Another post I wrote about 7 years ago. I still keep up the data base I mention here. I find it very useful when I’m writing my muscle growth stories to keep them believable.
Daryl Gee. Short, ripped, muscular guy who likes to show it off. What more can a guy want?
The guy is just a beast. If only his waist and hips were a bit more narrow. Then he would have the kind of exaggerated physique that I dream about; like a human morph.
I have, for several years, kept a data base of muscle. In the excel spread sheet, I’ve noted the stats of men of varying muscularity. Height, weight, chest, waist, quads, arms, calves, neck and fore arms. Those are the basic numbers. Not many of my entries have numbers for all those measures. for some reason calves, neck and fore arms aren’t very popular to measure.
But then I have other numbers I’ve calculated that I find interesting. The first is the least esoteric: the drop. the drop is the difference between the chest dimension and the waist dimension. For example if you have a 40 inch chest and a 32 inch waist, you have an 8 inch drop. the drop is a number tailors use. It determines if a shirt is regular cut or athletic cut. Generally a 10 inch or greater drop is considered “athletic”.
Another number I’ve tracked is weight in pounds per inch of height. It allows me to compare more readily a tall muscle guy with a short muscle guy. For instance, if a guy is 6 feet tall [72 inches] and weighs 200 pounds, 200 divided by 72 = 2.77 pounds per inch of height. If a guy who is 5′-6″ [66 inches] and weighs 190 pounds, 190 divided by 66 = 2.87 pounds per inch. The shorter guy would be, though smaller and lighter, more muscular, assuming they had the same bodyfat levels.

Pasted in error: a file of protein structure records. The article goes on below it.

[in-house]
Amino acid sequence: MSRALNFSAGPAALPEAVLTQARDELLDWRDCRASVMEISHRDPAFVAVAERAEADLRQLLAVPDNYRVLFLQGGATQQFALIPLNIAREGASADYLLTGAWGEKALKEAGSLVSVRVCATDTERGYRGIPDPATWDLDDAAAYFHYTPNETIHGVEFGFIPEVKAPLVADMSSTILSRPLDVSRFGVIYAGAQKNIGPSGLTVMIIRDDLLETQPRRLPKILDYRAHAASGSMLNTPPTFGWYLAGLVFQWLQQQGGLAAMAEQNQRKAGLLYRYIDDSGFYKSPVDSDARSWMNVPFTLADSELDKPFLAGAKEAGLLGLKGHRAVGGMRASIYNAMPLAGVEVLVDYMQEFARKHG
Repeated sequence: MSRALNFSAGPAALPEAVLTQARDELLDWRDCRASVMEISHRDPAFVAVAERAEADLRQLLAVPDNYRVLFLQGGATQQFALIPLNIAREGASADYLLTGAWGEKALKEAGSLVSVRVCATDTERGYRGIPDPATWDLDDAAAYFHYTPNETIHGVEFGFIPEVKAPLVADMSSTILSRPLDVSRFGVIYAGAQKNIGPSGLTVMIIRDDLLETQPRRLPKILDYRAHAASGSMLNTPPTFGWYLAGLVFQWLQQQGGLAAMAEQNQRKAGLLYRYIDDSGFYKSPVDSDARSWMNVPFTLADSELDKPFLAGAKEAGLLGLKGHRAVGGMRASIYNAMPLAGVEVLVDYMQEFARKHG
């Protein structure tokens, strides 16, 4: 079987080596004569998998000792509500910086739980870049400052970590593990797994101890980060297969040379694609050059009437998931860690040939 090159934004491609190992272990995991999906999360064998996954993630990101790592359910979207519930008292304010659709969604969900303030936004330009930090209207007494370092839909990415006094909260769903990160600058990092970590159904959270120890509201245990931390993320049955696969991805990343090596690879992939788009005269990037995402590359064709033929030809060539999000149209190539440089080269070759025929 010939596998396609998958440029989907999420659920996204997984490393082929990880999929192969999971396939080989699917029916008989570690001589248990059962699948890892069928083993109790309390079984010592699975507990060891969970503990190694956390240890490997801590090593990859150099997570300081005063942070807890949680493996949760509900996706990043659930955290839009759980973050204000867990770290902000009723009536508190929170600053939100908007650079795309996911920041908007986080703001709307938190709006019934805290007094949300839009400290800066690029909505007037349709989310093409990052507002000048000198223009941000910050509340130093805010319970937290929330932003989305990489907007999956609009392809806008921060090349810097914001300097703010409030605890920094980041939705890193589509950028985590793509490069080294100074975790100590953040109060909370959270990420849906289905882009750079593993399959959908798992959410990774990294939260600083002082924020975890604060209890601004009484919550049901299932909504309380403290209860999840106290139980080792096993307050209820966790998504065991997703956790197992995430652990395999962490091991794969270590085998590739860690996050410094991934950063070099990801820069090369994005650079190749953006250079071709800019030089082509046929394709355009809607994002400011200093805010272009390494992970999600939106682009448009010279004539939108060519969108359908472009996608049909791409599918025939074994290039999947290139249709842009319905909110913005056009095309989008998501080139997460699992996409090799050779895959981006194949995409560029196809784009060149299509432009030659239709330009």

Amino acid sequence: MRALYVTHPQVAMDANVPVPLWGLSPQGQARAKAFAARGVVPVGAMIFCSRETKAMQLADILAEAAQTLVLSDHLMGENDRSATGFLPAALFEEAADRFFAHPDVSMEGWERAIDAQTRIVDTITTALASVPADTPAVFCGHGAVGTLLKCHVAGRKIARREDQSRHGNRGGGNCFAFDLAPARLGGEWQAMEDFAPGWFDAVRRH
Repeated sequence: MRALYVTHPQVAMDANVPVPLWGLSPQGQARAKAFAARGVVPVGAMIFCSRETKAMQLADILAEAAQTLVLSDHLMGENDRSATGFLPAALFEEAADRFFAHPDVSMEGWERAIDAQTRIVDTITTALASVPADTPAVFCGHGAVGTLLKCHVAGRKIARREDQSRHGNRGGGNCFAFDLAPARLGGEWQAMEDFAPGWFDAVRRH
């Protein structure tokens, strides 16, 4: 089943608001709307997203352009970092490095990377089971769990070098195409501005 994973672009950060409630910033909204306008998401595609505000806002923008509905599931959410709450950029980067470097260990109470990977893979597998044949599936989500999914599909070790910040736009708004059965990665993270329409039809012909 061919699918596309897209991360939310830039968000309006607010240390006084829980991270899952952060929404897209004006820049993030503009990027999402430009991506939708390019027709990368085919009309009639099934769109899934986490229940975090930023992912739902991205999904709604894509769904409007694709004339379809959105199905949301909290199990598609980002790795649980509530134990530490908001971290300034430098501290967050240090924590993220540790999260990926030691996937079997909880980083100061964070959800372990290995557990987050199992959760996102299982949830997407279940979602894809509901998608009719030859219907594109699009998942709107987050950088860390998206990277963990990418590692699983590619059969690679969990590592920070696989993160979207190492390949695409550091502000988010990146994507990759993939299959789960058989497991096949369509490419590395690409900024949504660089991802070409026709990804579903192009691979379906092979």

Another number I’ve tracked is the difference between the waist size and the arm. The bigger the arm is and the smaller the waist is, the bigger that number is. For example, if a guy has a 32 inch waist and 16 inch arms, the number is 16. But if the guy has a 34 inch waist and 20 inch arms, the number is 14. this is one of the ways I track that exaggeration factor I’m so weird about.
I’ve also calculated the relative size of men’s chests to their height by percentage. Like if you’re 6 feet tall [72 inches] with a 48 inch chest, your chest is 66.66% of your height. If you’re 5′-6″ tall [66 inches] with a 46 inch chest, your chest is 69.69% of your height.
There are roughly 125 different men in my data base. Most are professional or amateur bodybuilders. The pro’s generally have pound per inch numbers in the 3.3 to 4.6 range [4.6 is Sean Allan]. The amateurs generally have pound per inch numbers in the 2.8 to 3.5 range. The physique/fitness models/porn stars generally have pound per inch numbers in the 2.4 to 2.8 range.
Who said math was dull?